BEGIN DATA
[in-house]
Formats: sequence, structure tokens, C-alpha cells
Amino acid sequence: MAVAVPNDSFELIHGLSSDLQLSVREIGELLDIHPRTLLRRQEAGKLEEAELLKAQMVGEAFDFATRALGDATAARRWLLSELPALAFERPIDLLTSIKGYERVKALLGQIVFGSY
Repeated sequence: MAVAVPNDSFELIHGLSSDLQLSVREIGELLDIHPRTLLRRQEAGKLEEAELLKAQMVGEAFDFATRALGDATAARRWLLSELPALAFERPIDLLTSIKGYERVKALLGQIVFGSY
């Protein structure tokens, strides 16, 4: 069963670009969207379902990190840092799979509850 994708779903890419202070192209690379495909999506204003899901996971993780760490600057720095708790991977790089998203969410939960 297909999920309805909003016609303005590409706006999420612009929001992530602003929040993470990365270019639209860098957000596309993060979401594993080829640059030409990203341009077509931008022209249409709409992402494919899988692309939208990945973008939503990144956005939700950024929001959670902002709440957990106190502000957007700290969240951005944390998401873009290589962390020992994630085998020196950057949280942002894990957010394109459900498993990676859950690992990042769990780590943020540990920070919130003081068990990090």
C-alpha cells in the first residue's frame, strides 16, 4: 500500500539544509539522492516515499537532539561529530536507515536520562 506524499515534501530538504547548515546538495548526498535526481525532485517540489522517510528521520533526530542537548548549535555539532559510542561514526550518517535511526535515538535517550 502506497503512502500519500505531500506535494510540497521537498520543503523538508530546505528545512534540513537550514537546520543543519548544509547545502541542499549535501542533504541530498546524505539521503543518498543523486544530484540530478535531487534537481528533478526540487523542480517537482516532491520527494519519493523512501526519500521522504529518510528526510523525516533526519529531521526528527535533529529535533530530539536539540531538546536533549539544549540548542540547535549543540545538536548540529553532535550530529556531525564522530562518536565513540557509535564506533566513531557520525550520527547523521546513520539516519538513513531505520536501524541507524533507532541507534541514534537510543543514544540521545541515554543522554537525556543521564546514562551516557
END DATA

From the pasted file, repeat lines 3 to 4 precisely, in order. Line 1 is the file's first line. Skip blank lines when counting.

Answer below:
Amino acid sequence: MAVAVPNDSFELIHGLSSDLQLSVREIGELLDIHPRTLLRRQEAGKLEEAELLKAQMVGEAFDFATRALGDATAARRWLLSELPALAFERPIDLLTSIKGYERVKALLGQIVFGSY
Repeated sequence: MAVAVPNDSFELIHGLSSDLQLSVREIGELLDIHPRTLLRRQEAGKLEEAELLKAQMVGEAFDFATRALGDATAARRWLLSELPALAFERPIDLLTSIKGYERVKALLGQIVFGSY